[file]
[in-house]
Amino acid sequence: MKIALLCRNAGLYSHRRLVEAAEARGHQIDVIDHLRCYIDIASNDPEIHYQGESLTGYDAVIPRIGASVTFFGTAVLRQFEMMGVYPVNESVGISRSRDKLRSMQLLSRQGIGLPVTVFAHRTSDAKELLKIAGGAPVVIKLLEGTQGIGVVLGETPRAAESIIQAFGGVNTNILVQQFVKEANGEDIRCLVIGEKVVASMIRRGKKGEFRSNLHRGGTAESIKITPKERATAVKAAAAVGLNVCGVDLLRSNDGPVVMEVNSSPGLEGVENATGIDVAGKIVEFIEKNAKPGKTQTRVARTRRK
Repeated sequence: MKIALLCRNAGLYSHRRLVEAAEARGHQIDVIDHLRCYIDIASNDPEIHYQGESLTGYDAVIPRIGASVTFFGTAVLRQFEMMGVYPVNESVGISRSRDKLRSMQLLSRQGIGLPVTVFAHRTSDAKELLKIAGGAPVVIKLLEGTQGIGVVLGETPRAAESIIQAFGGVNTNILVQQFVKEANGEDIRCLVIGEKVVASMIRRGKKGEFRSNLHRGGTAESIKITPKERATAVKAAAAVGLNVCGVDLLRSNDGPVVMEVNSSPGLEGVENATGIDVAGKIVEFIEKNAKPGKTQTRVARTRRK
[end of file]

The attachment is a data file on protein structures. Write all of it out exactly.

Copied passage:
[in-house]
Amino acid sequence: MKIALLCRNAGLYSHRRLVEAAEARGHQIDVIDHLRCYIDIASNDPEIHYQGESLTGYDAVIPRIGASVTFFGTAVLRQFEMMGVYPVNESVGISRSRDKLRSMQLLSRQGIGLPVTVFAHRTSDAKELLKIAGGAPVVIKLLEGTQGIGVVLGETPRAAESIIQAFGGVNTNILVQQFVKEANGEDIRCLVIGEKVVASMIRRGKKGEFRSNLHRGGTAESIKITPKERATAVKAAAAVGLNVCGVDLLRSNDGPVVMEVNSSPGLEGVENATGIDVAGKIVEFIEKNAKPGKTQTRVARTRRK
Repeated sequence: MKIALLCRNAGLYSHRRLVEAAEARGHQIDVIDHLRCYIDIASNDPEIHYQGESLTGYDAVIPRIGASVTFFGTAVLRQFEMMGVYPVNESVGISRSRDKLRSMQLLSRQGIGLPVTVFAHRTSDAKELLKIAGGAPVVIKLLEGTQGIGVVLGETPRAAESIIQAFGGVNTNILVQQFVKEANGEDIRCLVIGEKVVASMIRRGKKGEFRSNLHRGGTAESIKITPKERATAVKAAAAVGLNVCGVDLLRSNDGPVVMEVNSSPGLEGVENATGIDVAGKIVEFIEKNAKPGKTQTRVARTRRK